The Real Shocker
The real shocker for many Catholics (and its easy for us to get comfortable and miss it) is the answer as to why God became a man. The immensity of the answer, the immensity of the gift which reveals the depth of God’s love is this: “The Son of God became man so that we might become God.”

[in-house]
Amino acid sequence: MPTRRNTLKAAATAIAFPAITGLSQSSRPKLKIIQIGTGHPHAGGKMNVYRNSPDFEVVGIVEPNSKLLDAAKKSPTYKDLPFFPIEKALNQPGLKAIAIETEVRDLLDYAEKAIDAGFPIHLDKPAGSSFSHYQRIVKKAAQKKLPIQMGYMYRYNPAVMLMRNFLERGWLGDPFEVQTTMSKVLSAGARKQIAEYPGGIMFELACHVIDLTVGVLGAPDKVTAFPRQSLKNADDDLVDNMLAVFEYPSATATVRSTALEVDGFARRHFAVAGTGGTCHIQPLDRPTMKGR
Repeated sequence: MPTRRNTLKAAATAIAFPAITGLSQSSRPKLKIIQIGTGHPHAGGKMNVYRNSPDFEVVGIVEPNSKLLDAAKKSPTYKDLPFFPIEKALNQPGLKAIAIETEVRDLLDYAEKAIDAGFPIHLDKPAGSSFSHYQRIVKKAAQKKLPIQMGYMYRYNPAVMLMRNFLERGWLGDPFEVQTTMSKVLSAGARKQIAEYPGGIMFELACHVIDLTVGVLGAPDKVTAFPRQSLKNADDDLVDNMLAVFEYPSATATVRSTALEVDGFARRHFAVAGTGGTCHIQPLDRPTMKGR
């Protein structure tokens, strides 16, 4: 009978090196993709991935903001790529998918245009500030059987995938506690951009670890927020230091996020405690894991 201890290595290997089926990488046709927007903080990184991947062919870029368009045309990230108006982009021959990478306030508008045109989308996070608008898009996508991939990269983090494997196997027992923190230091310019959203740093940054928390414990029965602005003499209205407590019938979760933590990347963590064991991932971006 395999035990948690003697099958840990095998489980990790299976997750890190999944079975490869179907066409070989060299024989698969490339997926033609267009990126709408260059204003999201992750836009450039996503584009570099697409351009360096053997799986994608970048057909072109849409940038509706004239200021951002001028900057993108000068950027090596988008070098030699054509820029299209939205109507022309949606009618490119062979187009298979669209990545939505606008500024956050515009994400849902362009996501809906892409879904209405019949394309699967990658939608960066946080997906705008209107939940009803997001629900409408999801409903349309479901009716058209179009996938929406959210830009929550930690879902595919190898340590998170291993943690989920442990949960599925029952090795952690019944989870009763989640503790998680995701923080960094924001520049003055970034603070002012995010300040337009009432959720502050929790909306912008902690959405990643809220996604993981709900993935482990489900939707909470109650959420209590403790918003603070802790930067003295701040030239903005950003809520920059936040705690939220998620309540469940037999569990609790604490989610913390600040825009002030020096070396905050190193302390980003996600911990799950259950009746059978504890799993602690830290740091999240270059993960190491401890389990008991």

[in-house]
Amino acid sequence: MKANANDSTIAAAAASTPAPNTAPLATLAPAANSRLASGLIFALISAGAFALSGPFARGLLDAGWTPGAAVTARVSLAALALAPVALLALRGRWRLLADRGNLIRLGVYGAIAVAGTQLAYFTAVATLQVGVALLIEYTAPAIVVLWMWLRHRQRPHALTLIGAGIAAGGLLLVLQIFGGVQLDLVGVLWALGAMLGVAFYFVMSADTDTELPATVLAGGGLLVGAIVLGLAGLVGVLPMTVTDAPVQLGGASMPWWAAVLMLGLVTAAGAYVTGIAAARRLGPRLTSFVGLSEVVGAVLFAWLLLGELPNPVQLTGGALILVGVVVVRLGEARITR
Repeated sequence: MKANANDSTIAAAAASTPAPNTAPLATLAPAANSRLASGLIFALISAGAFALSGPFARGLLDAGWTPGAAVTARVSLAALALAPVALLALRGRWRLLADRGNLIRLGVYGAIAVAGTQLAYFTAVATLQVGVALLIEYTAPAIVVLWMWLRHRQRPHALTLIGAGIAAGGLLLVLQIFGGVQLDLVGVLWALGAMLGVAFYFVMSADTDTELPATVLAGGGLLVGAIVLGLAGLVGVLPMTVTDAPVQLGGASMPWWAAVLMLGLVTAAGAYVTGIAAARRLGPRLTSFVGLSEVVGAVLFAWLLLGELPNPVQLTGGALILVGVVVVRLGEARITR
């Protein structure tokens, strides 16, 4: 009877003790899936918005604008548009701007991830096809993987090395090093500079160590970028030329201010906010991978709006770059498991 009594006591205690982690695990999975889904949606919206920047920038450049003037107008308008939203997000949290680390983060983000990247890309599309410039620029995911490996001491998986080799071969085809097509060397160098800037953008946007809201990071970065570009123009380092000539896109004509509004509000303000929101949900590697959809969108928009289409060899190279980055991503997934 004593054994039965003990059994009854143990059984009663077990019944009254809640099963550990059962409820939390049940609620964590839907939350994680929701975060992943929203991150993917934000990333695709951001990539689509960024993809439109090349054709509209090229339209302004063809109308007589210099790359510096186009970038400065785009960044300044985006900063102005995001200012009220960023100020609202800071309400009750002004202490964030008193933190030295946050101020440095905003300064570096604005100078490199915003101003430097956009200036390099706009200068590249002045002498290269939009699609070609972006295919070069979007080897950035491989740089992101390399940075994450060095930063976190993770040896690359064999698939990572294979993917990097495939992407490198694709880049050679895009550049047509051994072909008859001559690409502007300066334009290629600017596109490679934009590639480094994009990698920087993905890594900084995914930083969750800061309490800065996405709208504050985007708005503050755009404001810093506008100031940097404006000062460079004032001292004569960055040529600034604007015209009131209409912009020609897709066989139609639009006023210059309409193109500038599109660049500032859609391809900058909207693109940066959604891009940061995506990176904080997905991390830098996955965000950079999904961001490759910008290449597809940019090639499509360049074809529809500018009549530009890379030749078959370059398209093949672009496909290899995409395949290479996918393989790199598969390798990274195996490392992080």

Whoa! Did that knock your socks off or what? You mean God is not afraid of us becoming God? Exactly. It was the devil who lied to us and told us God was afraid of such a thing. It was God’s plan all along that we should become “partakers of the divine nature” (2 Pt 1:4). In this plan we have to do it His way — which is the way of love (commitment) and not the way of lust and power. “God is love” (1 Jn 4:9) and we can only enter Him and He can only enter us according to His plan of love. Hearing that makes it easier to love God does it not? Hearing of God’s perfect love for us casts out our fears and enables us to give ourselves to God who so obviously loves us and loved us first (1 Jn 4:10).Is it too good to be true? The quotation (“The Son of God became man so that we might become God”) you just read comes straight from the Catechism of the Catholic Church. It is a quotation from one of the greatest Church Fathers and Doctors of the Church; the one who saved Christianity from the Arian heresy. The quotation is from Saint Athanasius and can be found in paragraph 460 of the Catechism. It is followed by Saint Thomas Aquinas commenting: “The only-begotten Son of God, wanting to make us sharers in His divinity, assumed our nature, so that He, made man, might make men gods.” Nothing is being taken out of context.